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Congress Debates the Fourteenth Amendment

CONGRESS DEBATES THE FOURTEENTH AMENDMENT1

GENERAL STATEMENTS:

Rep. Eben Ingersoll (Republican from Illinois) comments on the potential of the amendment to change the nation:
“Carry out the policy of Andrew Johnson, and you will restore the old order of things, if the Government is not entirely destroyed: you will have the same old slave power, the enemy of liberty and justice, ruling this nation again, which ruled it for so many years.”

Scholar Garrett Epps describes the Democratic Party’s argument against the amendment:
“They dismissed the amendment as a useless contraption designed only for temporary partisan advantage; at the same time, they warned that the measure would transform the nation into a centralized despotism.”

Senator Luke Poland (Republican from Vermont) comments on the difference he expects the amendment will make:
“[The South] will be opened and expanded by the influence of free labor and free institutions . . . All causes of discord between North and South being over, we shall become a homogenous nation of freemen, dwelling together in peace and unity.”

Senator Edgar Cowan (Democrat from Pennsylvania) comments on how the amendment will expand federal power:
“What conceivable difference could it make to a citizen of Pennsylvania as to how Ohio distributes her political power?...To touch, to venture upon that ground is to revolutionize the whole frame and texture of the system of our government.”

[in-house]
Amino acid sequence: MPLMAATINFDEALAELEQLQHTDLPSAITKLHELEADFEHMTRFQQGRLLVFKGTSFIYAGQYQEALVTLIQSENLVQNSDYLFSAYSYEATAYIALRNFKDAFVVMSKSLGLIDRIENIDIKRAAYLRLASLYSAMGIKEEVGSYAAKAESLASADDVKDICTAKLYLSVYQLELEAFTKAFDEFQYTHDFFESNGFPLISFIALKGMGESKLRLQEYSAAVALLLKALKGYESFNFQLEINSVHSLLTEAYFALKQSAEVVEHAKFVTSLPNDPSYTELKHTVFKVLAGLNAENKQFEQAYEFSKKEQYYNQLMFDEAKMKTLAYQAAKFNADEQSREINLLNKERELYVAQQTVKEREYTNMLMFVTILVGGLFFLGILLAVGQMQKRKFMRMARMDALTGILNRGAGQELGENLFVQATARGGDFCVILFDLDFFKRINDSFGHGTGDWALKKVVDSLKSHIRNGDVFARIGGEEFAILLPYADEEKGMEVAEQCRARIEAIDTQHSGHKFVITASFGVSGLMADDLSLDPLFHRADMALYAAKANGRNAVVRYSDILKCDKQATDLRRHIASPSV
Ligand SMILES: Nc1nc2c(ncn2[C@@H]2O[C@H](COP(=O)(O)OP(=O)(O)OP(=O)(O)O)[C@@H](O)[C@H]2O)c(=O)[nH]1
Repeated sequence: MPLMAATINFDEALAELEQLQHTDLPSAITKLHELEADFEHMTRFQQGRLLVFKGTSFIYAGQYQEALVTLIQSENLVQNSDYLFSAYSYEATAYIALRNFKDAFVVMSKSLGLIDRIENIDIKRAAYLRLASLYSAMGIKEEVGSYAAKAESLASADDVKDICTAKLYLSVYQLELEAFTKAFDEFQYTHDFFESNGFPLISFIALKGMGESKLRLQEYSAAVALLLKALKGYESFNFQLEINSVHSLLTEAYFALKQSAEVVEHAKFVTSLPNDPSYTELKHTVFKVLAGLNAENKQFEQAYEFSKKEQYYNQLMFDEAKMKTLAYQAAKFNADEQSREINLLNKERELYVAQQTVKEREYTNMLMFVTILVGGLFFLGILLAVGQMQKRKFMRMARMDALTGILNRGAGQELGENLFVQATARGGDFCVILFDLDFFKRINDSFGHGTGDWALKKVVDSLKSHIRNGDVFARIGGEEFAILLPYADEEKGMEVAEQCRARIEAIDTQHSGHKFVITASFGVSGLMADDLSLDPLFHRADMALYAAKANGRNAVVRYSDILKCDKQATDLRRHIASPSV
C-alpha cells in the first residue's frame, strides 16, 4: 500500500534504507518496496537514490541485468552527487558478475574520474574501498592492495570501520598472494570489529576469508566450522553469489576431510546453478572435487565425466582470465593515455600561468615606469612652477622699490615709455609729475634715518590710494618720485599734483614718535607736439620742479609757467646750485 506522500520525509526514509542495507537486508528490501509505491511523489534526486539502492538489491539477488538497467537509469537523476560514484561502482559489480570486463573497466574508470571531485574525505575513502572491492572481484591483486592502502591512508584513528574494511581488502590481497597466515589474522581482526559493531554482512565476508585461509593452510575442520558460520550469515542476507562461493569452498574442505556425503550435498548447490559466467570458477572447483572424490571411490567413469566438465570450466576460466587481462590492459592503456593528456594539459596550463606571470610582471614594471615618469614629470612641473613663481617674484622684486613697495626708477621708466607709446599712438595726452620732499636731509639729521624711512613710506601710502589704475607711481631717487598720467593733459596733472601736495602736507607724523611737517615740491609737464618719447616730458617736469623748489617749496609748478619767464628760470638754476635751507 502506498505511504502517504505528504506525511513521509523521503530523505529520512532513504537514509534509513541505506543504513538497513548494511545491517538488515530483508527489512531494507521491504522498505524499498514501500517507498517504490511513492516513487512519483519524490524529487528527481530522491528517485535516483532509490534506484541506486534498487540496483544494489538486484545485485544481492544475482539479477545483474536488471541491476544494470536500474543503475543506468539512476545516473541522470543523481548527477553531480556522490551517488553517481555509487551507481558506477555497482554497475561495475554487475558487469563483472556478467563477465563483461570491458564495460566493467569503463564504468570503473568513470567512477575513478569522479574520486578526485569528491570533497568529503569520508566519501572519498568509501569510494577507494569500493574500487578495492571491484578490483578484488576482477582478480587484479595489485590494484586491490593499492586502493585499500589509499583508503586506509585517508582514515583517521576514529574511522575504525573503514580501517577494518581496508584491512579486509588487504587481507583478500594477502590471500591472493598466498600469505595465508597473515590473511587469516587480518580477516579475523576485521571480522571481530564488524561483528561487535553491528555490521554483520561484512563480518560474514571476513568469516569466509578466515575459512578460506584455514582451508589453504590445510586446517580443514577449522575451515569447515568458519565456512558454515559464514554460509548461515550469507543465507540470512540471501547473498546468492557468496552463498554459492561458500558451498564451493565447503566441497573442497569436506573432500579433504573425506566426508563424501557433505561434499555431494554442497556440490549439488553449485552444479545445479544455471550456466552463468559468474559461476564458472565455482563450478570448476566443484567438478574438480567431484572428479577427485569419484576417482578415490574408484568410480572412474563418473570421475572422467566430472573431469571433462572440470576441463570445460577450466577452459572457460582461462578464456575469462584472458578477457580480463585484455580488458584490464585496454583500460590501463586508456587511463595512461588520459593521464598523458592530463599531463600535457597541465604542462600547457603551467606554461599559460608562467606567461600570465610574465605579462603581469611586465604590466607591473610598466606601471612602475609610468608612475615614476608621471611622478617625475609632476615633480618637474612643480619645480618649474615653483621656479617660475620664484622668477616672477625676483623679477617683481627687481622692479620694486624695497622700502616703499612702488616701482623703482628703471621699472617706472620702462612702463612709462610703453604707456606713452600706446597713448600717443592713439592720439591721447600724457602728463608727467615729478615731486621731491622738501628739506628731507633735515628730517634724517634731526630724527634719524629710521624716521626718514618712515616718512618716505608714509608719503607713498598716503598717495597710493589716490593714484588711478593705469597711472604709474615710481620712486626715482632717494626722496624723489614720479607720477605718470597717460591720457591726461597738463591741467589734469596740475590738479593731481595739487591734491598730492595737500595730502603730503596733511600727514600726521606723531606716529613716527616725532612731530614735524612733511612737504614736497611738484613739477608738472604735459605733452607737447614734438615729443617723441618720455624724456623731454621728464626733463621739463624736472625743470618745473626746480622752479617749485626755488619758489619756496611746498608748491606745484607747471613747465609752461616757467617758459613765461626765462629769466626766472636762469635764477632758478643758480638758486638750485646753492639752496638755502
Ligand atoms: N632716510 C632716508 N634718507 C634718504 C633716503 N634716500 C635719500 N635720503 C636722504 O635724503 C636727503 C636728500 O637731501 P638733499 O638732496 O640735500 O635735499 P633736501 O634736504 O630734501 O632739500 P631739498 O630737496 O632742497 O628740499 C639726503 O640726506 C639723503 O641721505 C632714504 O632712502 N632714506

Rep. Thaddeus Stevens (Republican from Pennsylvania) comments on the compromises in the amendment:
“Do you inquire why, holding these views and possessing some will of my own, I accept so imperfect a proposition? I answer, because I live among men and not among angels; among men as intelligent, as determined, and as independent as myself, who, not agreeing with me, do not choose to yield their opinions to mine. Mutual concession, therefore, is our only resort, or mutual hostilities.”

SECTION 1:

Rep. Thaddeus Stevens (Republican from Pennsylvania) comments on Section 1:
“[Section 1] allows Congress to correct the unjust legislation of the states, so far that the law which operates upon one man shall operate equally upon all. Whatever law punishes a white man for a crime shall punish the black man precisely in the same way and to the same degree. Whatever law protects the white man shall afford ‘equal protection’ to the black man.”

Scholar Garrett Epps describes Democratic opposition to Section 1:
“Andrew Rogers of New Jersey gave the fullest explanation of the opposition when he warned that the first section would take away the government’s traditional power to choose groups among citizens who are worthy of ‘privileges and immunities,’ and would instead confer these treasured prerogatives as rights on the unworthy. ‘The right to vote is a privilege,’ he said. ‘The right to marry is a privilege. The right to contract is a privilege. The right to be a juror is a privilege. The right to be a judge or President of United States is a privilege. I hold if [Section 1] ever becomes a part of the fundamental law of the land it will prevent any state from refusing to allow anything to anybody embraced under this term of privileges and immunities,’ he said. ‘That, sir, will be an introduction to the time when despotism and tyranny will march forth undisturbed and unbroken, in silence and in darkness, in this land which was once the land of freedom...’”